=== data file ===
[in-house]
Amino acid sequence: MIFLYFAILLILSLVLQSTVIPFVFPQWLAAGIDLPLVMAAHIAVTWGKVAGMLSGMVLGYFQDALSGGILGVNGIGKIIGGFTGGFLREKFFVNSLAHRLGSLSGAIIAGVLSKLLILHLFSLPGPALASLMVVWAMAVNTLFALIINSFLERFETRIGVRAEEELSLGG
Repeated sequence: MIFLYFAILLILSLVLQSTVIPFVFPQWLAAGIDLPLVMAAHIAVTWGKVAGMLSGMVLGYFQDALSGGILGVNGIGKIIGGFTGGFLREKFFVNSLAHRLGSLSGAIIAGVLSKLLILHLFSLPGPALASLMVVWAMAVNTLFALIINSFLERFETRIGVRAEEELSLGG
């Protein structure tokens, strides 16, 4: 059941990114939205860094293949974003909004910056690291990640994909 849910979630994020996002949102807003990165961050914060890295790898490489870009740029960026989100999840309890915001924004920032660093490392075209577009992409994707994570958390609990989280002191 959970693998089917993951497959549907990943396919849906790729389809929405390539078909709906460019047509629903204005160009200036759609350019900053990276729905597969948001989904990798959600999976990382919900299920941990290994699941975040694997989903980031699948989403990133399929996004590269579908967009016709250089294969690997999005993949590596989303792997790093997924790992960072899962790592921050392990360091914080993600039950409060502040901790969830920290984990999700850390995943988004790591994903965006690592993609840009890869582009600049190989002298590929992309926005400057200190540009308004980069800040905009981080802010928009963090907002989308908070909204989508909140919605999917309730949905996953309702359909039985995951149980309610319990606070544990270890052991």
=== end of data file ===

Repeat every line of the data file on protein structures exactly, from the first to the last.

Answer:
[in-house]
Amino acid sequence: MIFLYFAILLILSLVLQSTVIPFVFPQWLAAGIDLPLVMAAHIAVTWGKVAGMLSGMVLGYFQDALSGGILGVNGIGKIIGGFTGGFLREKFFVNSLAHRLGSLSGAIIAGVLSKLLILHLFSLPGPALASLMVVWAMAVNTLFALIINSFLERFETRIGVRAEEELSLGG
Repeated sequence: MIFLYFAILLILSLVLQSTVIPFVFPQWLAAGIDLPLVMAAHIAVTWGKVAGMLSGMVLGYFQDALSGGILGVNGIGKIIGGFTGGFLREKFFVNSLAHRLGSLSGAIIAGVLSKLLILHLFSLPGPALASLMVVWAMAVNTLFALIINSFLERFETRIGVRAEEELSLGG
């Protein structure tokens, strides 16, 4: 059941990114939205860094293949974003909004910056690291990640994909 849910979630994020996002949102807003990165961050914060890295790898490489870009740029960026989100999840309890915001924004920032660093490392075209577009992409994707994570958390609990989280002191 959970693998089917993951497959549907990943396919849906790729389809929405390539078909709906460019047509629903204005160009200036759609350019900053990276729905597969948001989904990798959600999976990382919900299920941990290994699941975040694997989903980031699948989403990133399929996004590269579908967009016709250089294969690997999005993949590596989303792997790093997924790992960072899962790592921050392990360091914080993600039950409060502040901790969830920290984990999700850390995943988004790591994903965006690592993609840009890869582009600049190989002298590929992309926005400057200190540009308004980069800040905009981080802010928009963090907002989308908070909204989508909140919605999917309730949905996953309702359909039985995951149980309610319990606070544990270890052991």